The Starplace

The Starplace

It's the early 1960s and Frannie has never given much thought to the color of her skin -- until an African-American girl named Celeste moves to town.

Reviews of the The Starplace

Frannie has 3 other friends, who each have their own fun personalities as well and it is so easy to connect to and like all the charachters in this book.

Thirteen-year-old Francie is worrying more about entering 8th grade and how to act and what to think about boys than the Berlin Wall or whatever else her parents see on the news. I didn't like Francie at first but once she starts paying attention to current events, she becomes more likable and the story gets more interesting. The girls are not all that appealing at first, especially Francie's friends. Francie is a typical teen girl worried about what others think. Then the characters, especially Francie, had to figure out what they thought and what they were going to do about Celeste. I especially like how she deals with others' treatment of Celeste and how she learns to think about how events in far off countries affect her.

There were many disadvantages of being a colored person in a town like Quiver, Celeste only has one way of solving that problem towards the end of the book.

The Starplace by Vicki Grove Quiver, Oklahoma, is a pretty town with an ugly past (Grove) is maybe the biggest understatement that Ive read about a book. This book digs deep on the strong hatred and racism against African-Americans in the 60s, but also lets you see the story through the eyes of youth. This book is the story of two young girls and how they become friends. Through this starplace, and in other places in the town, the two girls experience immense amount of hardship, racism, and a startling truths. Should Frannie still remain friends with Celeste, even though society and all of the people she know think that it is wrong? Vicki Grove is a female author who has written articles and stories for young adult magazines such as Teen Magazine and American Girl. Many of her stories also take place in history, showing that young girls throughout time have also struggled through very similar troubles as they do. Celeste and her father are the first African-Americans to live in Quiver, and many people think that they dont deserve to live in the town because of the color of their skin. The story features two strong female protagonist, who break out from societies views in order to become friends and really be happy.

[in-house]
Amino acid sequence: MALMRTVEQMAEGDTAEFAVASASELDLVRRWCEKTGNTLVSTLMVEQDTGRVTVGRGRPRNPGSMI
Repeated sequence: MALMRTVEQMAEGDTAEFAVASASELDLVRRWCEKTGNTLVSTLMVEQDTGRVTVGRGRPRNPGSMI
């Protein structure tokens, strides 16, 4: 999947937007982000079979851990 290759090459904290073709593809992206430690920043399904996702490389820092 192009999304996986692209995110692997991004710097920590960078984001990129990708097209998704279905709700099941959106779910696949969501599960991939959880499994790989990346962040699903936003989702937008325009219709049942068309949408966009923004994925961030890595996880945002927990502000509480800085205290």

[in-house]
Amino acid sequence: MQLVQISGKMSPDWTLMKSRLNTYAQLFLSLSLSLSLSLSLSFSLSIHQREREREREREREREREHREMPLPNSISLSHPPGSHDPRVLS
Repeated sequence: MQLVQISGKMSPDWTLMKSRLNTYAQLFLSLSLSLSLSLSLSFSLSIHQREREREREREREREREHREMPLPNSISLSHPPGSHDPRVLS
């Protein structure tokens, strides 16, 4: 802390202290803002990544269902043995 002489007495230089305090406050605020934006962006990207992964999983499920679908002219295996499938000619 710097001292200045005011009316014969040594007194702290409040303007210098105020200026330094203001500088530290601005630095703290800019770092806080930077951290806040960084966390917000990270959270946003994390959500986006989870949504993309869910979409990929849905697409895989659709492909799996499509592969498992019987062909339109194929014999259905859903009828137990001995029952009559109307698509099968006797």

I dont know exactly what I was expecting when I read The Starplace by Vicki Grove again after so many years Its aged pretty well for a book about two girls whose friendship helps expose the history of the Ku Klux Klan in a town long segregated. I think it owes something to both women that the truest moment of brilliance comes out near the end: after their encounter in the bowling alley, the infamous refuse service sign, Frannie blunders into another situation where Celeste is all too clear on the real reason. This time, however, Celeste refuses to be forced to be humiliated again and pulls out of Frannies grasp saying: Didn't you learn at the bowling alley that there are huge gaps in your understanding of what it's like to be me? I think I owe a lot to my own understanding of racism, growing up in a mostly white town, to this book.

Because its not such a huge time and energy commitment, writing a short story is kind of like eating popcorn, she says. Vicki writes every day in a tiny white office her dad built in her hayfield. A purple clematis vine snakes up the side of the office, and beneath it grows a white peony bush Vicki transplanted from her grandmothers farmhouse in Illinois, the setting for Rimwalkers.

  • English

  • Historical

  • Rating: 3.86
  • Pages: 224
  • Publish Date: December 28th 2000 by Puffin
  • Isbn10: 0698118685
  • Isbn13: 9780698118683